Gestützt auf architektur- und ornamentgeschichtliche Argumente, zu denen u.a. kodikologische und paläographische Überlegungen kamen, habe ich diese Handschrift in das letzte Jahrzehnt des ersten Jahrhunderts H. - etwa in die Jahre 710-15 n.Chr. - ans Ende der Regierungszeit al-Walids datiert. Eine später, und ohne Kenntnis meiner Datierung durchgeführte naturwissenschaftliche Untersuchung nach der C14-Methode hat nach dem noch unveröffentlichten Untersuchungsbericht, als kalibriertes Ergebnis einen Entstehungszeitraum "zwischen 657 und 690", be stimmt. Ist damit die Datierung mittels kunsthistorischer Methoden in Frage gestellt? Ich denke nicht.

Noting that the E20 Manuscript and the Samarqand Manuscript produce a range of 220 years and 260 years respectively at the 95% confidence level, Sheila Blair is suspicious of the low range reported by von Bothmer, noting it is only 33 years in length. Furthermore, she complains that the testing facility and standard deviations (confidence levels) are absent. See S. S. Blair, Islamic Calligraphy, 2006, Edinburgh University Press Ltd: Edinburgh (Scotland), p. 125 and p. 139, footnote 95. Hans-Casper von Bothmer is currently preparing a voluminous tome on the Ṣanʿāʾ manuscripts. Any judgements as to the soundness and completeness of the results reported above should be resolved by the publication of this volume.

[32] A. George, The Rise Of Islamic Calligraphy, 2010, Saqi Books: London, p. 79.

[33] M. B. Piotrovsky & J. Vrieze (Eds.), Art Of Islam: Heavenly Art And Earthly Beauty, 1999, op. cit., p. 101.

[34] E. Whelan, "Writing the Word of God: Some Early Qur'an Manuscripts And Their Milieux, Part I", Ars Orientalis, 1990, Volume 20, pp. 119-121 for the discussion on "Group 2" manuscripts and Figs. 19-22 on pp. 146-147.

[35] B. Moritz (Ed.), Arabic Palaeography: A Collection Of Arabic Texts From The First Century Of The Hidjra Till The Year 1000, 1905, Publications of the Khedivial Library, No. 16, Cairo, See Pls. 19-30.

[36] E. Whelan, "Writing the Word of God: Some Early Qur'an Manuscripts And Their Milieux, Part I", Ars Orientalis, 1990, op. cit., p. 120.

[37] B. Moritz (Ed.), Arabic Palaeography: A Collection Of Arabic Texts From The First Century Of The Hidjra Till The Year 1000, 1905, op. cit., see the legends of Pls. 19-30.

[38] J. von Karabacek, "Arabic Palaeography", Vienna Oriental Journal (Wiener Zeitschrift Für Die Kunde Des Morgenlandes), 1906, Volume 20, p. 136.

[39] A. Shebunin, "Kuficheskii Koran Imp. SPB. Publichnoi Biblioteki", Zapiski Vostochnago Otdieleniia Imperatorskago Russkago Arkheologicheskago Obshchestva, 1891, op. cit., pp. 69-133.

[40] S. Pissareff, Coran Coufique de Samarcand: écrit d'après la Tradition de la Propre Main du Troisième Calife Osman (644-656) qui se trouve dans la Bibliothèque Impériale Publique de St. Petersbourg, 1905, St. Petersberg.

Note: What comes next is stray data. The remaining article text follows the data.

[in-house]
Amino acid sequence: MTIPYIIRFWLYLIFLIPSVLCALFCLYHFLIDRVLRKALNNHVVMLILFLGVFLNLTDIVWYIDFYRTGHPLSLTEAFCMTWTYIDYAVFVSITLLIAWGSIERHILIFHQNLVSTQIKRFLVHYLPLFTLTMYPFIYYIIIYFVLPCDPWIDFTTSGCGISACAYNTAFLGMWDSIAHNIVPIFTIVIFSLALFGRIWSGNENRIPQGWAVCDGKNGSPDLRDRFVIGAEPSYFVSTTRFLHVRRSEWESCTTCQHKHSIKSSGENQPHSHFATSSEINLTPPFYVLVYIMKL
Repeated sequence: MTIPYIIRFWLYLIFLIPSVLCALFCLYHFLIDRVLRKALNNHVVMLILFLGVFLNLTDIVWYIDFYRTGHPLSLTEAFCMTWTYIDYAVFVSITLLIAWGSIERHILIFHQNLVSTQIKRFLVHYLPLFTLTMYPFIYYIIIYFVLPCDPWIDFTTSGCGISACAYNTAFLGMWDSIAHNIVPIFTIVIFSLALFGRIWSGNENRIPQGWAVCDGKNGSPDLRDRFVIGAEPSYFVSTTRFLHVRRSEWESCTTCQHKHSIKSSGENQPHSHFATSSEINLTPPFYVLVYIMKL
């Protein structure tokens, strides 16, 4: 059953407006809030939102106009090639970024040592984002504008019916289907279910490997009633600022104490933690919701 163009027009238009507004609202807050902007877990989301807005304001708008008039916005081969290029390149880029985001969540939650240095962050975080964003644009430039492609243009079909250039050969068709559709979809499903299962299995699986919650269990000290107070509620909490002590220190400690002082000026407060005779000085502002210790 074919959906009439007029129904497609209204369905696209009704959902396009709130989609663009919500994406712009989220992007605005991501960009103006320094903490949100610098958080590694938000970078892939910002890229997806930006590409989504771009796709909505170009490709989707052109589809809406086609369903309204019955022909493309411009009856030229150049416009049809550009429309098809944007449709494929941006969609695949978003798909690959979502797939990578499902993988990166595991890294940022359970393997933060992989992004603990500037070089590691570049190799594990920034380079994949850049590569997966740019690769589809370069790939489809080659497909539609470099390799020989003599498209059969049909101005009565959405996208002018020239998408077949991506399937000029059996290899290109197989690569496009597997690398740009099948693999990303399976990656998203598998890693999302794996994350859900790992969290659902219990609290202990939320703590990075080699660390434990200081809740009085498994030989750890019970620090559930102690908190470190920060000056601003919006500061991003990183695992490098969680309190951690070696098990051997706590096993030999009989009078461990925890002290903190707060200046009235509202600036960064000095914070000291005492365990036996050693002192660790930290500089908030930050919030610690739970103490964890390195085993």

[41] A. Shebunin, "Kuficheskii Koran Imp. SPB. Publichnoi Biblioteki", Zapiski Vostochnago Otdieleniia Imperatorskago Russkago Arkheologicheskago Obshchestva, 1891, Volume 6, pp. 69-133, especially the conclusions.

[42] S. Pissareff, Coran Coufique de Samarcand: écrit d'après la Tradition de la Propre Main du Troisième Calife Osman (644-656) qui se trouve dans la Bibliothèque Impériale Publique de St. Petersbourg, 1905, St. Petersberg.

[43] A. Jeffery & I. Mendelsohn, "The Orthography Of The Samarqand Qur'an Codex", Journal Of The American Oriental Society, 1942, Volume 62, No. 3, p. 195.

[44] F. Déroche, "Note Sur Les Fragments Coraniques Anciens De Katta Langar (Ouzbékistan)", Cahiers D'Asie Centrale, 1999, Volume 7, p. 65.

[45] F. Déroche, "Twenty Leaves From The Tashkent Qur'an", in S. Blair & J. Bloom (Eds.), God Is Beautiful And Loves Beauty: The Object In Islamic Art And Culture, 2013, Yale University Press: New Haven and London, p. 76. Déroche only very briefly sketches out the case for the attribution to al-Mahdi; elsewhere he points to a future publication of his where it appears he intends to set out the case more fully, see F. Déroche, Qurʾans Of The Umayyads: A First Overview, 2014, Koninklijke Brill nv: Leiden (The Netherlands), p. 128 & footnote 76.

[46] Islamic Art, Indian Miniatures, Rugs And Carpets: London, Tuesday, 20 October 1992 at 10 a.m. and 2.30 p.m., Thursday, 22 October 1992 at 2.30 p.m., 1992, Christie's: London, p. 88 (Lot 225). Also see F. Déroche, "Manuscripts Of The Qur'an" in J. D. McAuliffe (Ed.), Encyclopaedia Of The Qur'an, 2003, Volume 3, Brill: Leiden & Boston, p. 261; Islamic Calligraphy, 2003, Catalogue 27, Sam Fogg: London, p. 12. Sam Fogg's catalogue contains a typographical error here. The carbon dating reads 640-705 CE instead of 640-765 CE.

[47] E. A. Rezvan, "On The Dating Of An “‘Uthmanic Qur'an” From St. Petersburg", Manuscripta Orientalia, 2000, Volume 6, No. 3, p. 19.

[48] Y. Dutton, "An Umayyad Fragment Of The Qur'an And Its Dating", Journal Of Qur'anic Studies, 2007, Volume 9, No. 2, pp. 57-87.

[49] ibid., p. 60 and p. 63.

[50] ibid., pp. 63-64.

[51] S. al-Munajjid, Dirāsāt fī Tārīkh al-Khatt al-ʿArabī Mundhu Bidayatihi ilā Nihayat al-ʿAsr al-Umawi (French Title: Etudes De Paleographie Arabe), 1972, Dar al-Kitab al-Jadid: Beirut (Lebanon), p. 88, Plate 45.

[52] D. A. Kerr, The Illuminated Manuscripts Of Hartford Seminary: The Art Of Christian-Muslim Relations, 1994, Hartford Seminary Bookstore: Connecticut, p.12.

[53] Sotheby's, Arts of the Islamic World, 2004 (13th October 2004), Sotheby's: London, pp. 10–11.

[54] M. Fraser & W. Kwiatkowski, Ink And Gold: Islamic Calligraphy, 2006, Sam Fogg: London, pp. 18–21.

[55] F. Déroche, Qurʾans Of The Umayyads: A First Overview, 2014, op. cit., p. 128.

[56] Oriental Manuscripts And Miniatures, Friday 22nd October 1993 (Catalogue No. 93561), Sotheby's: London, pp. 18-23 (Lot 31). This leaf immediately precedes the leaf described in the previous Sotheby's auction containing the verses 2:264-277.

[57] B. Sadeghi & U. Bergmann, "The Codex Of A Companion Of The Prophet And The Qurʾān Of The Prophet", Arabica, 2010, Volume 57, pp. 348-354.